• If you’ve got two ten’s, eight one’s, how many do you have?
    • If you’ve got four ten dollar bills, how much money do you have?
    • If you’ve got forty dollars and you spend ten dollars on lunch, how much money do you have left over?

    Money

    A whiteboard shows a quarter and a nickel added up equals 35 cents.
    A TutorOcean whiteboard shows a quarter and a nickel added up equals 35 cents.

    Money Word Problems

    • If you’ve got a quarter and a dime, how much money do you have?
    • If you’ve got a dollar and you buy an apple for a quarter, how much money do you have left?
    • If you’ve got a dollar, a quarter, a dime, a nickel, and a penny, how much money do you have?

     Time

    • How to tell time
    • How to tell time on a number line EX: 7:30
    A line drawn with 12 ticks each representing one hour. A blue dot is halfway between 7 and 8. This represent s the time 7:30
    A line drawn with 12 ticks each representing one hour. A blue dot is halfway between 7 and 8. This shows the time as 7:30.
    • How to tell time on a clock
     
    A clock with two hands, The hour hand points to halfway between 7 and 8 and the minutes hand points to 6.
    A clock with two hands. The hour hand points to halfway between 7 and 8 and the minutes hand points to 6. This reads 7:30.
    • Pro Tip: In a pinch, if you need to know the times tables for 5s, look at the clock. Most exam rooms have a clock and it’s not cheating to look at it!
     
    A diagram shows the meaning of the ticks on a clock.
    In a pinch, you can use the clock to remember the 5's on the times table.

    Measurement

    When we want to say what we see with numbers, the numbers represent something. Sometimes what it represents is the length of something. The length of your arms or your height for example. We have different kinds of measurements to make measuring easier. It’s easier to measure a small thing with a small measurement. Also, it’s easier to measure a large thing with a large measurement. Think about the different sizes of things. A Tree against. A mouse. A Cell or a City.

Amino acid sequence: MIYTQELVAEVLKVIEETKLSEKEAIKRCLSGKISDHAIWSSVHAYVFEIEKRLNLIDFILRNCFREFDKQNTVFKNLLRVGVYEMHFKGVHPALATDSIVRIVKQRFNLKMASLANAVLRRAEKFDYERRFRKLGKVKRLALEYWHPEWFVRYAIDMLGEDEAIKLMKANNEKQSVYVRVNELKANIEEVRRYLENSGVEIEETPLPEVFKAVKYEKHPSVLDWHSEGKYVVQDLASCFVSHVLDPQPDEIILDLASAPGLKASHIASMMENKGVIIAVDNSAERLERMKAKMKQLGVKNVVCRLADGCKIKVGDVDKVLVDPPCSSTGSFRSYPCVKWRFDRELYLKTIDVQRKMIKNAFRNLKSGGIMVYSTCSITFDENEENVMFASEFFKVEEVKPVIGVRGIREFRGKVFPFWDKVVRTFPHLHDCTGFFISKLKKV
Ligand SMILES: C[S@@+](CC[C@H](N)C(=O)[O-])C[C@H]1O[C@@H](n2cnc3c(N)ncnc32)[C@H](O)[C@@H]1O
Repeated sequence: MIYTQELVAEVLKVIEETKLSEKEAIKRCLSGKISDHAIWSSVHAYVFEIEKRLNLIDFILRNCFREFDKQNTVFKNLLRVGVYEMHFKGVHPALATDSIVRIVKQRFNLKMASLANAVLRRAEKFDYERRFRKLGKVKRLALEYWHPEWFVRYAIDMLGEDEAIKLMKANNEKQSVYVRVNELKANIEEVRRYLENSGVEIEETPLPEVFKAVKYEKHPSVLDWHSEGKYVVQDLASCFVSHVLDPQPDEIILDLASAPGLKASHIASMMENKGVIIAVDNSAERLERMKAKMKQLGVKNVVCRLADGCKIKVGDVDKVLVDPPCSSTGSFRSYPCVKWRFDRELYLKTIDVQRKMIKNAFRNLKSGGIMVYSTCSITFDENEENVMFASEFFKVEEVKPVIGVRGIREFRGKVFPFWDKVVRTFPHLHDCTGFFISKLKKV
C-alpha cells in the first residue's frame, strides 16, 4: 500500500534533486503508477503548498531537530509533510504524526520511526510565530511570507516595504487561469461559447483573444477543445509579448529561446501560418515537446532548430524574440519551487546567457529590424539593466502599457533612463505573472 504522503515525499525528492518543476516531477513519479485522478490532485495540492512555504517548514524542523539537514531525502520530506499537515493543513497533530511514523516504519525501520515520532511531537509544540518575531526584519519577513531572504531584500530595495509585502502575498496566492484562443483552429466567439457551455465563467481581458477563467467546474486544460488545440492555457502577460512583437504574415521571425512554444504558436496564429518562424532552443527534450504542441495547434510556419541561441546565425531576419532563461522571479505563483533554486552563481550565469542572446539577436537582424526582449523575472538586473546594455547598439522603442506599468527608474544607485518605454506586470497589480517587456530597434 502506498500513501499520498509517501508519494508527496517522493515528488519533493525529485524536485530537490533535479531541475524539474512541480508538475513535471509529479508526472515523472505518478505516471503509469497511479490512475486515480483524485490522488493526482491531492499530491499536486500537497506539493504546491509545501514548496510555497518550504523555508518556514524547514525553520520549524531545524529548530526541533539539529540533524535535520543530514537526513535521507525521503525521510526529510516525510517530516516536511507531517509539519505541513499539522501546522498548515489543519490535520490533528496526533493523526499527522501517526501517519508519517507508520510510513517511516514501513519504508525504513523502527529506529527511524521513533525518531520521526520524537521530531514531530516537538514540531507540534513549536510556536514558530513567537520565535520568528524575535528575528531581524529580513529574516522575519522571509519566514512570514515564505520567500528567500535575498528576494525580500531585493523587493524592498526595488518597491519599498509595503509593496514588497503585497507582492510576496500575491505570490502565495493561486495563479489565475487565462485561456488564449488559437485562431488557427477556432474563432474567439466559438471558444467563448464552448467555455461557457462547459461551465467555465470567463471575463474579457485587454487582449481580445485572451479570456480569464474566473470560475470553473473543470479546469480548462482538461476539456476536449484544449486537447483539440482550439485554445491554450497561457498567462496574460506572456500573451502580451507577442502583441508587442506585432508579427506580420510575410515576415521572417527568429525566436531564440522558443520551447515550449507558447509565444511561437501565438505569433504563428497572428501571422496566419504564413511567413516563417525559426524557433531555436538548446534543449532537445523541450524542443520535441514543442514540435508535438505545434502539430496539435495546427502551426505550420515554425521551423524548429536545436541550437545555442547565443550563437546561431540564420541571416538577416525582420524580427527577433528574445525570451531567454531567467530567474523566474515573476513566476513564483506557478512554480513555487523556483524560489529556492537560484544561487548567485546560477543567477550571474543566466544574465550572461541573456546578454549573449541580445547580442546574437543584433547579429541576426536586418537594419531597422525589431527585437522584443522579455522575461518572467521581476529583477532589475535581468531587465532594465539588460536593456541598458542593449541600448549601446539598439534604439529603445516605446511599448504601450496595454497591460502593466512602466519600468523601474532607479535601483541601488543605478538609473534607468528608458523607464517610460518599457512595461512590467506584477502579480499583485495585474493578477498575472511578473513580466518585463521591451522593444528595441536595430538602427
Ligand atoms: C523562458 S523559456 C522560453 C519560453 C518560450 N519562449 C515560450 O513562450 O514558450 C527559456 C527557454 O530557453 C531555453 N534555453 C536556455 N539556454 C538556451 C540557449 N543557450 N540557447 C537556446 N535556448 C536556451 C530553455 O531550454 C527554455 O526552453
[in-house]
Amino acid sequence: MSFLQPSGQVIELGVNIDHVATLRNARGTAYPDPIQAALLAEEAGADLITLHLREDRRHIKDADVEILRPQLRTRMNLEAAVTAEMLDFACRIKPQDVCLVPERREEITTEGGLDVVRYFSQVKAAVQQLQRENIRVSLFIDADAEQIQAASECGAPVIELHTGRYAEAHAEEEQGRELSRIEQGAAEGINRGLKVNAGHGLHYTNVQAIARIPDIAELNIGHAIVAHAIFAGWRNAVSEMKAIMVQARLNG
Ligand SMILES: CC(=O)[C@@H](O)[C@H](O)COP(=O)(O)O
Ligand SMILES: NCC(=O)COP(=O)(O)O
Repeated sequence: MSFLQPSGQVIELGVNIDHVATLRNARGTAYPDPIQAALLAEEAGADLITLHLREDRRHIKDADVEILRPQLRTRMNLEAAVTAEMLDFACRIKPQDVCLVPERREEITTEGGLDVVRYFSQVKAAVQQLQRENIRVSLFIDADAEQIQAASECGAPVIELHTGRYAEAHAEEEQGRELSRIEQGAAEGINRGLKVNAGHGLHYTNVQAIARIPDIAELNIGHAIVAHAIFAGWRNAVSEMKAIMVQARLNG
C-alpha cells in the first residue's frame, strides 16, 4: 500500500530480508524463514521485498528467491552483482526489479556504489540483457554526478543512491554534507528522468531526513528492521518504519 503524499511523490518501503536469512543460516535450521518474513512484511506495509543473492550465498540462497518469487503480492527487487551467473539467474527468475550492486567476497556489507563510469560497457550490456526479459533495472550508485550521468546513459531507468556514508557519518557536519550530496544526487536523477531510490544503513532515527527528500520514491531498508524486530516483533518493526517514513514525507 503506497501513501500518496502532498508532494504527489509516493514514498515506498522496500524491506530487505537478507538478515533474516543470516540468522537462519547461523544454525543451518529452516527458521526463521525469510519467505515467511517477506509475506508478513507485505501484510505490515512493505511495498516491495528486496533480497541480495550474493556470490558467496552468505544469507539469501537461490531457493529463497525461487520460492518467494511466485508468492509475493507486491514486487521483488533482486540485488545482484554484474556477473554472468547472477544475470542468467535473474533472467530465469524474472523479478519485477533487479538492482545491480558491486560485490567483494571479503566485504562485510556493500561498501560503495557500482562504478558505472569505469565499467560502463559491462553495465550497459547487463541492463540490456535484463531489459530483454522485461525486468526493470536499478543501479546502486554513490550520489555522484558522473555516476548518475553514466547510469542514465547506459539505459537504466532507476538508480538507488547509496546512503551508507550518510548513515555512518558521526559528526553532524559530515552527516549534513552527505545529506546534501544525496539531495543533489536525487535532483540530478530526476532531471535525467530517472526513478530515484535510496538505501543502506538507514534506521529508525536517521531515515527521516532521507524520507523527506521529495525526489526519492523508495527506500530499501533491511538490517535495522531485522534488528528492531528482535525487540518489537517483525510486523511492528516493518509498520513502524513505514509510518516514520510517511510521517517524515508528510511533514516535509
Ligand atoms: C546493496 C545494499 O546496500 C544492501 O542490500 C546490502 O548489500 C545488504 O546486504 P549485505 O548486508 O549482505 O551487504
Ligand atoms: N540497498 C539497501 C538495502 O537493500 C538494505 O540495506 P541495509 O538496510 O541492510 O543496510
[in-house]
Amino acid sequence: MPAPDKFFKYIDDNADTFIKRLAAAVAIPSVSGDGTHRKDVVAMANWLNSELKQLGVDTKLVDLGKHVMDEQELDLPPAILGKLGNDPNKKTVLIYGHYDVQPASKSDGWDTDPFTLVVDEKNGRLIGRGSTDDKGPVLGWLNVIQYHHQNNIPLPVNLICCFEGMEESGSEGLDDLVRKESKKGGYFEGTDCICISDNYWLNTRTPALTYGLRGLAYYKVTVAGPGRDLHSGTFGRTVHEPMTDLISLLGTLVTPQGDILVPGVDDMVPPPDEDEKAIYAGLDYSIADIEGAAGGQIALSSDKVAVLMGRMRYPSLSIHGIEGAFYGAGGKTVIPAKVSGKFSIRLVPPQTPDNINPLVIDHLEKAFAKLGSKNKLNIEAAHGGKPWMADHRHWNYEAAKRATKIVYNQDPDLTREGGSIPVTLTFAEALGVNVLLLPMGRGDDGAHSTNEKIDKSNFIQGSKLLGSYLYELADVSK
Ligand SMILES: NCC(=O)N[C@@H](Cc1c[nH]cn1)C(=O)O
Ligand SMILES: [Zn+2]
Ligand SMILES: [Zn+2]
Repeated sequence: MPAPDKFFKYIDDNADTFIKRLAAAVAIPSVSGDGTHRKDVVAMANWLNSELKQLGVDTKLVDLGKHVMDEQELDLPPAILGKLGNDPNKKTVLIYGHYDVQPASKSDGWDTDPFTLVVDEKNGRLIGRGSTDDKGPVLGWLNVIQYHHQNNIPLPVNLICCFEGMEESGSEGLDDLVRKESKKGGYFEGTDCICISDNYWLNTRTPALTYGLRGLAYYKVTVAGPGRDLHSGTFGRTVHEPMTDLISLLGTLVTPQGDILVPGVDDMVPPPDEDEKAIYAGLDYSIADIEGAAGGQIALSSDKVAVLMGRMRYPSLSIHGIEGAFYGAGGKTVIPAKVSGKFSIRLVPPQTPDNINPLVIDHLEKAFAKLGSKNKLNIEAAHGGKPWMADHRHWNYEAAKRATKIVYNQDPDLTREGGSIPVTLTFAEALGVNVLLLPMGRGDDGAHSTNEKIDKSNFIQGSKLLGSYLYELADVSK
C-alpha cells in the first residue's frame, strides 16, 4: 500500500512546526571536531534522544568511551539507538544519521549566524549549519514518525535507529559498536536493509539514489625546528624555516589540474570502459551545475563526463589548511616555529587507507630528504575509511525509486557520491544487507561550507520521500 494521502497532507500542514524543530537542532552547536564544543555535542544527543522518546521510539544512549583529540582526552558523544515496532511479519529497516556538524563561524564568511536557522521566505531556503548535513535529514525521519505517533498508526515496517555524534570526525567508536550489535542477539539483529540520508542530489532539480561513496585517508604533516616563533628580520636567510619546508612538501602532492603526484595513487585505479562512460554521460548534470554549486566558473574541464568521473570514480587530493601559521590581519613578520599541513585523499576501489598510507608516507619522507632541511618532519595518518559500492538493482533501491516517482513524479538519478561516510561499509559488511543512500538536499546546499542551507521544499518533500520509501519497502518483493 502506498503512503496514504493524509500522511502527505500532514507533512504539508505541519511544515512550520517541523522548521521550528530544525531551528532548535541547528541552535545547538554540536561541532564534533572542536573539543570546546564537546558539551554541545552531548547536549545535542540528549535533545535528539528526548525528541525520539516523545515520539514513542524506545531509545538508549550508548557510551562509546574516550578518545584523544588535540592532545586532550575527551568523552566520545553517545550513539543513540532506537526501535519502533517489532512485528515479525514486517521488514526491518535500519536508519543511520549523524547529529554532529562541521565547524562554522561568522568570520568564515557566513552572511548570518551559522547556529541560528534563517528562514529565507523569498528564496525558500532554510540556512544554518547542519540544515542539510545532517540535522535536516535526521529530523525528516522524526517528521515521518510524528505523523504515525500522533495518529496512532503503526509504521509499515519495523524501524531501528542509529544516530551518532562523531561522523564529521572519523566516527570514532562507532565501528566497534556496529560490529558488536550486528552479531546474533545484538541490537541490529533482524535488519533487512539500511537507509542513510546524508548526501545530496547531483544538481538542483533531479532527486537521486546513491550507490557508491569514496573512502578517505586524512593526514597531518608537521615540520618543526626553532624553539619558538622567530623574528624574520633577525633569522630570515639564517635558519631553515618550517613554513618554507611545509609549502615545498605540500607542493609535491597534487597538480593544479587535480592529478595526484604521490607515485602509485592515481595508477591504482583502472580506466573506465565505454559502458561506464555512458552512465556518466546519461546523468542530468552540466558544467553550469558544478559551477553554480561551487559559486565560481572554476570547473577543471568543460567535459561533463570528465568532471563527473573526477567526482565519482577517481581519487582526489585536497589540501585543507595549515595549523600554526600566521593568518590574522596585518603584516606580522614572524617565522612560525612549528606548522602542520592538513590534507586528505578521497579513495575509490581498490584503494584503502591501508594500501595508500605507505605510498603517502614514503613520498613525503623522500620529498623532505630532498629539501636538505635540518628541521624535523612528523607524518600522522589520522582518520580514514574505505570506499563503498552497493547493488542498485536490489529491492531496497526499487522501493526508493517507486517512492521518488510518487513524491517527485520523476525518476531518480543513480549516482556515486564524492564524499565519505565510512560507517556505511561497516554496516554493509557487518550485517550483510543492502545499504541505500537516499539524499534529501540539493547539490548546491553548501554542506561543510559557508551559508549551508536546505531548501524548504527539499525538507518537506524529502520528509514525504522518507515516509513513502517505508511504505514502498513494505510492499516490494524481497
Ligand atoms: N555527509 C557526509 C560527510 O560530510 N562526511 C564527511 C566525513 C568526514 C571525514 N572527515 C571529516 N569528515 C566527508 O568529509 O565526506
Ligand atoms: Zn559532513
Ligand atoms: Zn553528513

What measurement would you use to measure:

    • A mouse’s tail
    • An elephant’s trunk
    • A chocolate bar
    • The distance to the nearest shopping mall
    • The length of a cell

    Using these (metric system) measurements:

    Metric System

    • Kilometer (Cities)
    • Meter (Height)
    • Centimeter (Finger)
    • Millimeter (Finger nail)
    • Micrometer (Bacteria)

    Imperial System

    • Mile (Cities)
    • Yard (Tree)
    • Feet (Height)
    • Inch (Thumb)

    It’s possible to measure something big with something small. What would happen though? The numbers will get too big! That makes it hard. Pick the right measure and it will be more simple. What are you measuring? What “measure” makes sense to use?

     

    How To Measure With A Ruler

    Using a 6-inch ruler a flower is measured by width to be 3 inches
    You can measure small stuff in inches with a 6-inch ruler.

    Estimating

    If you cannot measure, you can estimate. The way it works is by looking at and understanding the difference between what we know and what we don’t know. For example here we see a 40 cm sunflower beside a sunflower that is about half the height. So, we can say that the shorter sunflower is about 20 cm because 20 + 20 = 40.

    A picture shows the comparison of two sunflowers. One has a known height of 40 cm, while the other one is unknown. We can estimate that the smaller one is about 20cm because by inspection we see that it is about half the height.
    A picture shows the comparison of two sunflowers. One has a known height of 40 cm, while the other one is unknown. We can estimate that the smaller one is about 20cm because by inspection we see that it is about half the height.

    Rounding To The Nearest 10

    Another way to estimate is to round to the nearest place value. You can round to any place value. The the 1’s place, the 10’s place, the 100’s place. 

    Measuring Word Problems

    • You are 4 kilometers away from from school. You run half way to school, how many kilometers did you run?
    • You have 100mL of fruit juice. You drink 20 mL in one sip. How many mL of fruit juice is there after 2 sips of 20mL?
    • You have 12 inches of fruit roll up, you eat 10 inches of it. How many inches of fruit roll up do you have left?
    a picture of a 6 inch ruler measuring a fruit roll up